Why are fast bowlers called to be in a general advantage on a rainy day. Why does the ball swings more on such a day?
As NASA scientist, Dr Rabindra Mehta, who has studied the aerodynamics of cricket balls for three decades, remarks here:
The reason why it is believed weather conditions matter is psychological. The idea that the ball swings under cloud is so ingrained that we remember occasions that confirm this impression and forget those that do not, and overcast conditions may also affect bowlers’ confidence.
Damp weather means the pitch is more likely to be visibly green. That implies the grass on it is alive, and its cells are turgid. That means the position of the stalks and leaves of the grass, which is essentially random, is more likely to affect the bounce of the ball, and the traction that the seam gets on the ground.
The overall effect is that the bounce and movement of the ball vary more from delivery to delivery. This is most obvious with seam bowling, but can also affect the bounce of swing bowling.
I debate the thought that a "rainy" day is more conducive for fast/seam bowling.
As @maskedman pointed out, the air conditions have little effect on the ball, rather the variation in the ball's themselves (hardness, uniform curvature, lacquer thickness/robustness, seam strength) have a muhc larger impact on swing (along with bowler ability).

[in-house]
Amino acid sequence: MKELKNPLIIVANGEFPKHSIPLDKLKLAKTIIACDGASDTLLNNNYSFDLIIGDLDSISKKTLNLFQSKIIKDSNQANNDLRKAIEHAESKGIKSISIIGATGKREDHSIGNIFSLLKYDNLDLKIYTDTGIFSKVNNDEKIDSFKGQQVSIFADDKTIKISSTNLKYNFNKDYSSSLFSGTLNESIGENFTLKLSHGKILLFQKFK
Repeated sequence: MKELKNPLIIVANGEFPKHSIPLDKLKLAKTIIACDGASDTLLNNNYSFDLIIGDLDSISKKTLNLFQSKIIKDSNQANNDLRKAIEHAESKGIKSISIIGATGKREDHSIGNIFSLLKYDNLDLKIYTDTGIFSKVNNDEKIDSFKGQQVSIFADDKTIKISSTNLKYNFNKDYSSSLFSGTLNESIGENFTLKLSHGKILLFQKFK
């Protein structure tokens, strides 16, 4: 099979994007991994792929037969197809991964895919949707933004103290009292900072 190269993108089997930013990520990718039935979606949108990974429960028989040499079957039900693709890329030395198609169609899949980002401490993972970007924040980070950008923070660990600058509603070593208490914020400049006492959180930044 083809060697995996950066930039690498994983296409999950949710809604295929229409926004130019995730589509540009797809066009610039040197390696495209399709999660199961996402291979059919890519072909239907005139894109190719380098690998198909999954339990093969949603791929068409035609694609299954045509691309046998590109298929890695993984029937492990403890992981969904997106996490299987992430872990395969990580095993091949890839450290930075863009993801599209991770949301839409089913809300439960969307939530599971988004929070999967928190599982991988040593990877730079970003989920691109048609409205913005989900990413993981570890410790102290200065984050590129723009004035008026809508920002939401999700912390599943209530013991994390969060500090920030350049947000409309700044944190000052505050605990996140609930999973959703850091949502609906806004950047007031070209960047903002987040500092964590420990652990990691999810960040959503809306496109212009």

Relating to the "rainy days" idea, this actually makes fast bowling much harder, for 2 main reasons:
- Firstly, the bowling crease becomes "greasy" and landing the front foot is extremely risky and dangerous as is, let alone when wet. The potential for the foot to slide and tear the achilles, hamstring, or hyperextend the knee is extremely dangerous.
- The other difficulty is that the ball also becomes slippery. This makes control of length very difficult for a seamer, hence why see bowlers in wet conditions often bowling unusually high full-tosses or even beamers.
I hope this relates to your idea that rainy weather is good for fast-bowling and helps to eliminate some preconceived notions.